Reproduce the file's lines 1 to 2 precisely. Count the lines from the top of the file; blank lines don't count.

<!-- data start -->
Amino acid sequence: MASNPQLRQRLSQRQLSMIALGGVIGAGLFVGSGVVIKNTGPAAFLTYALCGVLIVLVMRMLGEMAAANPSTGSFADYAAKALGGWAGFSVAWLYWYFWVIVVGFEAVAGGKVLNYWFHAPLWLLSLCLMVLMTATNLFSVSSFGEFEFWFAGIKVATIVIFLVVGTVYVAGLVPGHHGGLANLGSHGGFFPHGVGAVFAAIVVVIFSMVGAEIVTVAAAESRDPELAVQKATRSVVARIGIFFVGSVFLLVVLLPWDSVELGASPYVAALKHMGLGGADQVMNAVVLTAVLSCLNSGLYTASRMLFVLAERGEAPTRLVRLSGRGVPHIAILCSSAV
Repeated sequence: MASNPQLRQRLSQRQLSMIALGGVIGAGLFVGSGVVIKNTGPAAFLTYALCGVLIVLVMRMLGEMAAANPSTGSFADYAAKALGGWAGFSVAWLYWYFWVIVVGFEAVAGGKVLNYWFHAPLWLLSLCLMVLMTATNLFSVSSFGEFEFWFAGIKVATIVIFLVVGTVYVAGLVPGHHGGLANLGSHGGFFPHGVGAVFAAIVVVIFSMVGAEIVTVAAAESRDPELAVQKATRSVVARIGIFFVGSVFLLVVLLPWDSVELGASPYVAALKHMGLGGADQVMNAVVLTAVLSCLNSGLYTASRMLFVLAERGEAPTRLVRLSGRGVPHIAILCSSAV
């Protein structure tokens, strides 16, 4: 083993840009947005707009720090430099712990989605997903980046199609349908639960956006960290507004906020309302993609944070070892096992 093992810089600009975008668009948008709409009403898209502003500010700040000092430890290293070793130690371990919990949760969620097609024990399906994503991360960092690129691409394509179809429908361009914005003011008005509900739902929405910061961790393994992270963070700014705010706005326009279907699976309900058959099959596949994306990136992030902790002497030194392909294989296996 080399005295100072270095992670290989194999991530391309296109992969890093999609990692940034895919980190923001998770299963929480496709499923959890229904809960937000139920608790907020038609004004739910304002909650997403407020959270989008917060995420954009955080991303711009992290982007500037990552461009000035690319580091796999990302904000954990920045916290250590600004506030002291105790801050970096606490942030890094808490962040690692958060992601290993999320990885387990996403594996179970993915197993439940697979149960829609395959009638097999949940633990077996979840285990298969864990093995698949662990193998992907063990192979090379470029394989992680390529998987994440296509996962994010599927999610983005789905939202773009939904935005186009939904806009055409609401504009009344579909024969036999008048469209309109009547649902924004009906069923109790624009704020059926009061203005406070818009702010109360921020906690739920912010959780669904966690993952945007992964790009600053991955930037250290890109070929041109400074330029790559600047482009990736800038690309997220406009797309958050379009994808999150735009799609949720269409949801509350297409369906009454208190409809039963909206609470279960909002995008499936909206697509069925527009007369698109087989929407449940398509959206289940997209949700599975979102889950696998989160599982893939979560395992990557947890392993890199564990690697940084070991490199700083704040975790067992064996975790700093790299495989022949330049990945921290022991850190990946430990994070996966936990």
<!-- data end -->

Amino acid sequence: MASNPQLRQRLSQRQLSMIALGGVIGAGLFVGSGVVIKNTGPAAFLTYALCGVLIVLVMRMLGEMAAANPSTGSFADYAAKALGGWAGFSVAWLYWYFWVIVVGFEAVAGGKVLNYWFHAPLWLLSLCLMVLMTATNLFSVSSFGEFEFWFAGIKVATIVIFLVVGTVYVAGLVPGHHGGLANLGSHGGFFPHGVGAVFAAIVVVIFSMVGAEIVTVAAAESRDPELAVQKATRSVVARIGIFFVGSVFLLVVLLPWDSVELGASPYVAALKHMGLGGADQVMNAVVLTAVLSCLNSGLYTASRMLFVLAERGEAPTRLVRLSGRGVPHIAILCSSAV
Repeated sequence: MASNPQLRQRLSQRQLSMIALGGVIGAGLFVGSGVVIKNTGPAAFLTYALCGVLIVLVMRMLGEMAAANPSTGSFADYAAKALGGWAGFSVAWLYWYFWVIVVGFEAVAGGKVLNYWFHAPLWLLSLCLMVLMTATNLFSVSSFGEFEFWFAGIKVATIVIFLVVGTVYVAGLVPGHHGGLANLGSHGGFFPHGVGAVFAAIVVVIFSMVGAEIVTVAAAESRDPELAVQKATRSVVARIGIFFVGSVFLLVVLLPWDSVELGASPYVAALKHMGLGGADQVMNAVVLTAVLSCLNSGLYTASRMLFVLAERGEAPTRLVRLSGRGVPHIAILCSSAV